Energy Savings and Spray Polyurethane Foam Roofs
So, you’ve noticed a leak in your commercial roof and you’re wondering what to do next? Call and get it repaired for the 50th time, or is it finally time to fix the problem for good?
Today I want to introduce you to a roofing system most are unfamiliar with, a spray polyurethane foam (SPF, for short) roofing system.
There are many roofing options to choose from. However, one of the most popular reasons companies switch to spray foam is because of energy savings.
Think about it, if you have a black roof in the summer, your roof is hot as can be. Your HVAC unit is using tons of energy to cool down your building (we’ve seen black roofs this summer as hot as 192 degrees F).
And if you have leaks, in the summer you’re letting cool air escape constantly, and in the winter, you’re letting heat escape constantly.
There you have it, get a quote for an SPF roof now. End of story.
I’m just kidding, you’re going to need more proof than that, let’s dive in…
What is a spray polyurethane foam roof?
A spray polyurethane foam roof is a roofing material that’s sprayed on as a liquid, so it expands into a foam, creating a solid layer across an existing roof.
The closed-cell foam is created by combining and heating two liquids, a polyol/resin and an isocyanate.
As the liquid is sprayed onto the existing roof, it creates a foam that expands 20 times in size to form a solid, seamless foam surface. When the foam has expanded, this layer can be between 1 and 2 inches in thickness.
When the SPF layer has been completed, it’s then coated with a layer of elastomeric silicone or acrylic coating with embedded granules. This layer is generally between 20 and 30 mils (a mil is a thousandth of an inch — .001 inch.) in thickness. The coating protects the foam roof system from UV light, weather, normal wear and provides the required fire ratings.
When the installation is complete, it’ll create a seamless, durable, moisture-resistant, renewable foam roof covering.
SPF has an R-value of 6.6 per sq. in., providing the greatest R-value per square inch of any roofing system.
What does R-value have to do with reduced energy costs?
R-value reduces energy costs because that’s the capacity of an insulating material to resist heat flow. The higher the R-value, the greater the insulating power.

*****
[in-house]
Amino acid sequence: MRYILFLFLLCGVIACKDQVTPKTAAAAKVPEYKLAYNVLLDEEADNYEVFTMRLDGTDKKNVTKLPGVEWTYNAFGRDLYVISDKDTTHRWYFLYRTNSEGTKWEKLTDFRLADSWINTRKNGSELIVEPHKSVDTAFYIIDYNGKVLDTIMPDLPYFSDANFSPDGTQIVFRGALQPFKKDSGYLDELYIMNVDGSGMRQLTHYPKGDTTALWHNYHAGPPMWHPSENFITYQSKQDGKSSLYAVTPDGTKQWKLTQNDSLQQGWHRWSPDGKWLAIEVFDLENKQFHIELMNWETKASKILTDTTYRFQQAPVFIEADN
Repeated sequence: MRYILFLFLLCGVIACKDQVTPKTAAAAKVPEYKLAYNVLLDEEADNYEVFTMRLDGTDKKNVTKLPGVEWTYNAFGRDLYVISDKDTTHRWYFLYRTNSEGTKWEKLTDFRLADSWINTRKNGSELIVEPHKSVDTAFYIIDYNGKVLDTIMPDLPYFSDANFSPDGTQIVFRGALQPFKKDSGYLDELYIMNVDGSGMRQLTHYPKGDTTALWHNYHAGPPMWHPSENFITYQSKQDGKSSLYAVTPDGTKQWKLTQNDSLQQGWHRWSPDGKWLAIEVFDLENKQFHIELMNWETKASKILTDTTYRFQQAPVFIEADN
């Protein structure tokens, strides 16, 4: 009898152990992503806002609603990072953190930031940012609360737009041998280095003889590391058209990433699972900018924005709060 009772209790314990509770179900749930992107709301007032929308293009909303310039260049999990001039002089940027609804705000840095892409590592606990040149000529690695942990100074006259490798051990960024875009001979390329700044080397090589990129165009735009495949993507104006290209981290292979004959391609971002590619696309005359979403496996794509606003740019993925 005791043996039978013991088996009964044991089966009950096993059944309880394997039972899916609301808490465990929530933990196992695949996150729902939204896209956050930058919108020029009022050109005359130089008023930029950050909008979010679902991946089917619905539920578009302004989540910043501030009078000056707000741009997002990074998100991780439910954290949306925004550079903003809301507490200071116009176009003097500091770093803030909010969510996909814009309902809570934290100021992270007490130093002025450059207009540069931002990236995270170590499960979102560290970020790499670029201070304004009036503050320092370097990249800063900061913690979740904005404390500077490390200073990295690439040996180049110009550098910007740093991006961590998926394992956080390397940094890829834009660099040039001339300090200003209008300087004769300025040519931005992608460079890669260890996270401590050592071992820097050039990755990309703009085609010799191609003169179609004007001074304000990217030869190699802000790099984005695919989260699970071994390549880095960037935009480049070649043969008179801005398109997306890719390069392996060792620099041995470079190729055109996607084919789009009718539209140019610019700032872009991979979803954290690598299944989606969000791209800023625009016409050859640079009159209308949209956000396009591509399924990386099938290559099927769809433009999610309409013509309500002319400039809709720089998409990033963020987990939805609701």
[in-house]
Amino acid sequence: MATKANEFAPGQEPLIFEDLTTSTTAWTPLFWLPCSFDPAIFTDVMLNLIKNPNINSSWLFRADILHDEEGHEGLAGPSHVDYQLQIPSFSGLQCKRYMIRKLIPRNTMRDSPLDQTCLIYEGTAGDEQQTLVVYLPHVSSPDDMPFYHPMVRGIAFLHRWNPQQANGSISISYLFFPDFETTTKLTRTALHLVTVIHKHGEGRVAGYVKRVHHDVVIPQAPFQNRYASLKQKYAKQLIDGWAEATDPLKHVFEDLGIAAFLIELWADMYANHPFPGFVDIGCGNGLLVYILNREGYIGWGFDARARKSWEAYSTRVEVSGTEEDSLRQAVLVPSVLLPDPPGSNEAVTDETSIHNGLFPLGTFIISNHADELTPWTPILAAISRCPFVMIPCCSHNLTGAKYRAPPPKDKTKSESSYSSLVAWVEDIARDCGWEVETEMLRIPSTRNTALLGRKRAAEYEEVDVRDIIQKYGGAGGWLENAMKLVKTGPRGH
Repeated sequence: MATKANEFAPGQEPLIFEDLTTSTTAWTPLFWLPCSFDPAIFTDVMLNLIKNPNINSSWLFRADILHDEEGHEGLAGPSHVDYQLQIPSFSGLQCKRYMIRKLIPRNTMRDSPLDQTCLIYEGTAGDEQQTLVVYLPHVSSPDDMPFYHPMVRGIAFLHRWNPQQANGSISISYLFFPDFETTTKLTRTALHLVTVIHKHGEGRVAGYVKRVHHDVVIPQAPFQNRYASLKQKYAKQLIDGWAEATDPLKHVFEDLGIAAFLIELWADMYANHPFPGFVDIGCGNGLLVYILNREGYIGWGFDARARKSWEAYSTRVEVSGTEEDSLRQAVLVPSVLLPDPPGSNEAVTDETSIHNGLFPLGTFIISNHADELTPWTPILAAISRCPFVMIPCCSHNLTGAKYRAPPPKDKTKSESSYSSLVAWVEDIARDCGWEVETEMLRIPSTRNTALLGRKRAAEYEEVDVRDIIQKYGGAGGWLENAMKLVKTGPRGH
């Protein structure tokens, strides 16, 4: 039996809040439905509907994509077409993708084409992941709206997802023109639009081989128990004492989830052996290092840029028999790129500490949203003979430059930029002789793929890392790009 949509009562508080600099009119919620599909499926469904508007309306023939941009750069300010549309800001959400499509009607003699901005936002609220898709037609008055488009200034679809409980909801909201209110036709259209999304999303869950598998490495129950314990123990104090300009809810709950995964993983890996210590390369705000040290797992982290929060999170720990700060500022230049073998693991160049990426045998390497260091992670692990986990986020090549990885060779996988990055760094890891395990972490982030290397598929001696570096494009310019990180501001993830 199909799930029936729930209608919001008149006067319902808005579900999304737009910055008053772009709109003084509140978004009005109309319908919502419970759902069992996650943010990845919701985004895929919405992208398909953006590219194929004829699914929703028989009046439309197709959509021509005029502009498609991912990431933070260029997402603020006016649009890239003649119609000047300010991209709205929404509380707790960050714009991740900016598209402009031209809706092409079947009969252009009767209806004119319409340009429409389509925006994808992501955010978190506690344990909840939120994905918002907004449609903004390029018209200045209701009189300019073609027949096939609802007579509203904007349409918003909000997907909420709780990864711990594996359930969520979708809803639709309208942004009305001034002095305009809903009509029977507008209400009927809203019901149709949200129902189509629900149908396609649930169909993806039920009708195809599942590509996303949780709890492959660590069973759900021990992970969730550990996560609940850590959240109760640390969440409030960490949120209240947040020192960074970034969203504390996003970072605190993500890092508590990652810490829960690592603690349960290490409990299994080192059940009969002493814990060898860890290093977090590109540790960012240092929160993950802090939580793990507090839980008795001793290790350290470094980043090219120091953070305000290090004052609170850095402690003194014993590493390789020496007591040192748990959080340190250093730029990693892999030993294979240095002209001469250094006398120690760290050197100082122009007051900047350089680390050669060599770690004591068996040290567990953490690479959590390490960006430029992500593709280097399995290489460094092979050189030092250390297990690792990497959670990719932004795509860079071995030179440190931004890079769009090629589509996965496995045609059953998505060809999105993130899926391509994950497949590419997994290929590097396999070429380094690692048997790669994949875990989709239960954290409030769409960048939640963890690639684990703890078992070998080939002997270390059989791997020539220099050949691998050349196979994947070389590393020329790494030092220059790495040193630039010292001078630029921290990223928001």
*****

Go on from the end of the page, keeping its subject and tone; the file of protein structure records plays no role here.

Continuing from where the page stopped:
The higher the R-value, the less heat or cool air that will pass through. Higher R-value = less HVAC use = lower energy costs.
How does the Spray Polyurethane Foam roofing system save money on your energy bill?
This happens in three ways:
Way #1 – Your building will start off cooler.
If you currently have a black roof, with a new white/light-ish gray-colored roof coating that goes over spray foam, your roof will now be considered a cool roof.
By changing the color, we’ve seen a difference of 50 degrees Fahrenheit on the exact same roof. A lower temperature on the roof reduces the amount of work an HVAC unit will have to do to produce a comfortable temperature inside the building.
Way #2 – With spray foam, you’ll have a monolithic, airtight roofing system.
However, nothing can resist heat or cool air forever. That cold beer in your Yeti cooler will not be cold one year from now.
But with a spray foam roof having the highest resistance to heat flow, it’ll do the best job possible of keeping the cool air in your building in the summer, and the heat in during the winter.
Way #3 – Your HVAC unit will have less wear and tear.
With the heat/cool staying in, the HVAC unit won’t have to work as hard to maintain temperature.
So, does this really work? Let’s look at a few examples of how an SPF roof reduced energy costs.
Flying J Truck Stop/Restaurant
Flying J in Virginia had a ballasted EPDM roof. We removed the rock, put down a cover board, and sprayed 1.5” of foam. We coated the foam roof with 20mils of silicone.
Flying J was saving $1700/mo. after putting a spray polyurethane foam roof on.
After removing the rock and inserting cover board (increasing insulation), adding in the foam roof and coating, the previous black roof was now white.
Flying J is open 24/7, which means there’s energy being used 24/7. The reflectivity of the new roof, combined with the heightened R-value, greatly reduced Flying J’s energy cost.
Ford Motor Company
This one comes from another roofing contractor, North Central Insulation out of Wisconsin. On their testimonial page, they have a quote about a SPF roofing job they did for Ford:
“In 1990 we chose to re-roof the 900,000 square foot Ford Sheldon Road plant with an SPF roofing system. We are very satisfied with our SPF roof and haven’t experienced any problems or maintenance costs since the installation. We have realized a decrease in energy bills from $876,000 annually to about $412,000.”
– M.M. Forester, Plant Engineer, Ford Motor Company
One story building in California
The American Chemistry Council, as well as www.whysprayfoam.org, has a PDF that explains that SPF used on a one-story building roof in California could save the building owner more than $11,000 per year.
Finishing touches on spray foam roofing and energy savings
So, there you have it. A project from us, a project from another roofing contractor, and an announcement from The American Chemistry Council.
However, every roof is different.
If your objective is to get a reliable roof that can save on your energy costs, look no further than a spray polyurethane roof.